Martin Gur­don

It’s all go­ing on with Martin’s flock

Your Chickens - - Contents -

News from his flock

It’s been a busy month in­volv­ing sick­ness, death, a pos­si­ble com­ing out of re­tire­ment and a trial sep­a­ra­tion. Let’s get the sad stuff out of the way first. We now have two hy­brids rather than three, as Bea, phys­i­cally the healthiest look­ing of the trio of birds we were given in the spring, sud­denly started look­ing peaky and sank fast.

Along with every­one else, she’d stopped lay­ing eggs but hadn’t ac­tu­ally got round to moult­ing and grow­ing new feath­ers, which tends to be the pre­cur­sor to fresh egg pro­duc­tion. One day she spent most of her time un­der a bush, didn’t bother to turn up for sup­per and of­fered lit­tle re­sis­tance when I scooped her up and put her in a hos­pi­tal cat box. Nor­mally a greedy an­i­mal, she turned up her beak at sweet­corn and raisins, so I knew things were se­ri­ous. The next morn­ing I took the now wretched look­ing bird to the vet who agreed and we had her dis­patched.

A di­ag­no­sis wasn’t of­fered, but my sus­pi­cion was egg peri­toni­tis, which would have meant an egg-lay­ing at­tempt, and the egg break­ing in­side her sys­tem with poi­sonous re­sults. It’s a pat­tern I’ve seen be­fore, and hy­brids, who are prodi­gious lay­ers, seem quite prone to this. Four­teen days on, no­body else is ail­ing, which makes me think this is the most likely ex­pla­na­tion. On the egg lay­ing front af­ter a bar­ren few weeks we’re start­ing to see one or two a day, with Col­lider the Marans a reg­u­lar per­former. I was also very sur­prised to see Slasher the Arau­cana clamped to the nest a few days ago. Never a great layer, she hasn’t pro­duced an egg for a very long time and is now head­ing for her ninth year. A few hours later I found a neat egg that was the right shape, but pale off white rather than the blue/ green that is a sig­na­ture of Arau­cana eggs. Ei­ther the bird was fak­ing it, and this was some­one else’s egg, or the coloura­tion goes from Arau­cana eggs when the layer gets very old.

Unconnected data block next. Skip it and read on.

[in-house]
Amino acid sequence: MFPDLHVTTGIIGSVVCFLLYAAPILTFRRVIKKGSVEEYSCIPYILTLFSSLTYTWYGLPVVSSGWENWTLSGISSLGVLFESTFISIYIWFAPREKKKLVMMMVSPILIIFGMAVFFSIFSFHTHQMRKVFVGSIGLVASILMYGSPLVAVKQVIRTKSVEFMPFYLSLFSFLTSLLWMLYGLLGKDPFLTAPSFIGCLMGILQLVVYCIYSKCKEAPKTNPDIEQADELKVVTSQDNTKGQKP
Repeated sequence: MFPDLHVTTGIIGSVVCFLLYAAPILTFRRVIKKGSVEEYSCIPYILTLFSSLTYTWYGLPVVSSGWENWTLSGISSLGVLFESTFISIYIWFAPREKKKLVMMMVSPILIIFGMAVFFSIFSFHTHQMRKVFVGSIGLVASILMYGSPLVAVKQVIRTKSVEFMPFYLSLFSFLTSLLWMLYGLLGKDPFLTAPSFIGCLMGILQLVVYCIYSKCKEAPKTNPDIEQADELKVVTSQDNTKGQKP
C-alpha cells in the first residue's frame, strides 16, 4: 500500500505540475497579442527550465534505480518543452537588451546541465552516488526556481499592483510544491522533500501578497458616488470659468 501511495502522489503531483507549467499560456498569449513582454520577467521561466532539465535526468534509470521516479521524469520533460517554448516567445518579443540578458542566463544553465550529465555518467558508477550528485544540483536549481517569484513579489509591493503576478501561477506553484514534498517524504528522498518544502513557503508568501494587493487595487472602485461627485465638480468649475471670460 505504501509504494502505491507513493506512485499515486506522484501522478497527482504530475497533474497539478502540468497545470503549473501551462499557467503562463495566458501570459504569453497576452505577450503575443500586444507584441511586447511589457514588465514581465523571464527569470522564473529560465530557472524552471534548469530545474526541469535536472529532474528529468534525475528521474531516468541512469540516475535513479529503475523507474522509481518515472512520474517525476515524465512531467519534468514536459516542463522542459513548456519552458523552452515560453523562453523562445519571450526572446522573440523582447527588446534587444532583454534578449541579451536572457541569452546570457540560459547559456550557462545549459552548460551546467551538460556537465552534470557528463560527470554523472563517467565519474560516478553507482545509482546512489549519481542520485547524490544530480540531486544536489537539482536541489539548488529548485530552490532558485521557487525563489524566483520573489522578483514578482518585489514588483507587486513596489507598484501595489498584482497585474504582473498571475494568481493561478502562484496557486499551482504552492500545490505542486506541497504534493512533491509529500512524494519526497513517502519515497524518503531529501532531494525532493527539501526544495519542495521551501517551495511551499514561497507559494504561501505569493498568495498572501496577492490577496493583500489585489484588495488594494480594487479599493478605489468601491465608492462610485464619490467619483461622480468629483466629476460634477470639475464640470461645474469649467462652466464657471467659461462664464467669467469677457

Fi­nally we come to Hestletina the Pol­ish crested ban­tam, who had some egg bind­ing prob­lems ear­lier in the year but now seems to be in good health. How­ever, she’d taken to hid­ing all day in the chicken run she shares with Wonky, a cock­erel with a de­mand­ing li­bido and a crude se­duc­tion tech­nique.

To give her a break I erected a large metal dog crate un­der our pear tree, added food and wa­ter and in­serted the bird into this bi­jou playpen. She seemed to en­joy it, mak­ing happy noises, scratch­ing and eat­ing, some­thing that was re­peated the fol­low­ing day, but on day three she suc­cess­fully evaded cap­ture and has since spent a lot more time out­doors with Wonky, even help­ing him preen. Frankly, it’s more than the filthy brute de­serves.

Wonky is a cock­erel with a de­mand­ing li­bido and a crude se­duc­tion tech­nique

ABOVE: Wonky, left, and He­seltina

Martin Gur­don

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